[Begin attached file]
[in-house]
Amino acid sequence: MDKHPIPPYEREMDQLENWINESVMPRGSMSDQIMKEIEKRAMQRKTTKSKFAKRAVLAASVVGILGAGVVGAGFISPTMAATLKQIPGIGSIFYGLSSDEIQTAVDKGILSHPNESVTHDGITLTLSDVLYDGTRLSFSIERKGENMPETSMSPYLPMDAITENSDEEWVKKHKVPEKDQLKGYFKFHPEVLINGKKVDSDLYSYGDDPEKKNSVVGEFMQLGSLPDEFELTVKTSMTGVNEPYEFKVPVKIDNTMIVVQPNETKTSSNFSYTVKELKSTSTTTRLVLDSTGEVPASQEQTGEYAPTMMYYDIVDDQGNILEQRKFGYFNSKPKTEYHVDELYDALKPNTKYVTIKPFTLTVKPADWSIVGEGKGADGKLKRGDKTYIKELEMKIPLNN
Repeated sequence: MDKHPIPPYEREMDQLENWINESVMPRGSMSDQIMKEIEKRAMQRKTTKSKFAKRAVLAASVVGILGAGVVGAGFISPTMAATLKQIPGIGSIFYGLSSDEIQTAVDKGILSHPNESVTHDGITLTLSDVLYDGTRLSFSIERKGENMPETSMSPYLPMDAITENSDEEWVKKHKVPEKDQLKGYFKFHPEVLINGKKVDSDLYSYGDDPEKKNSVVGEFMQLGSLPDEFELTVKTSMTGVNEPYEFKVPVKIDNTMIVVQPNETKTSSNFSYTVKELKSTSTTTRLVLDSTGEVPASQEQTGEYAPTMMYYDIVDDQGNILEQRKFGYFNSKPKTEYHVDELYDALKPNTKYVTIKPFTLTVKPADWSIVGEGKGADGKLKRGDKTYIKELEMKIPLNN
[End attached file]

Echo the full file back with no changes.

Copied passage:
[in-house]
Amino acid sequence: MDKHPIPPYEREMDQLENWINESVMPRGSMSDQIMKEIEKRAMQRKTTKSKFAKRAVLAASVVGILGAGVVGAGFISPTMAATLKQIPGIGSIFYGLSSDEIQTAVDKGILSHPNESVTHDGITLTLSDVLYDGTRLSFSIERKGENMPETSMSPYLPMDAITENSDEEWVKKHKVPEKDQLKGYFKFHPEVLINGKKVDSDLYSYGDDPEKKNSVVGEFMQLGSLPDEFELTVKTSMTGVNEPYEFKVPVKIDNTMIVVQPNETKTSSNFSYTVKELKSTSTTTRLVLDSTGEVPASQEQTGEYAPTMMYYDIVDDQGNILEQRKFGYFNSKPKTEYHVDELYDALKPNTKYVTIKPFTLTVKPADWSIVGEGKGADGKLKRGDKTYIKELEMKIPLNN
Repeated sequence: MDKHPIPPYEREMDQLENWINESVMPRGSMSDQIMKEIEKRAMQRKTTKSKFAKRAVLAASVVGILGAGVVGAGFISPTMAATLKQIPGIGSIFYGLSSDEIQTAVDKGILSHPNESVTHDGITLTLSDVLYDGTRLSFSIERKGENMPETSMSPYLPMDAITENSDEEWVKKHKVPEKDQLKGYFKFHPEVLINGKKVDSDLYSYGDDPEKKNSVVGEFMQLGSLPDEFELTVKTSMTGVNEPYEFKVPVKIDNTMIVVQPNETKTSSNFSYTVKELKSTSTTTRLVLDSTGEVPASQEQTGEYAPTMMYYDIVDDQGNILEQRKFGYFNSKPKTEYHVDELYDALKPNTKYVTIKPFTLTVKPADWSIVGEGKGADGKLKRGDKTYIKELEMKIPLNN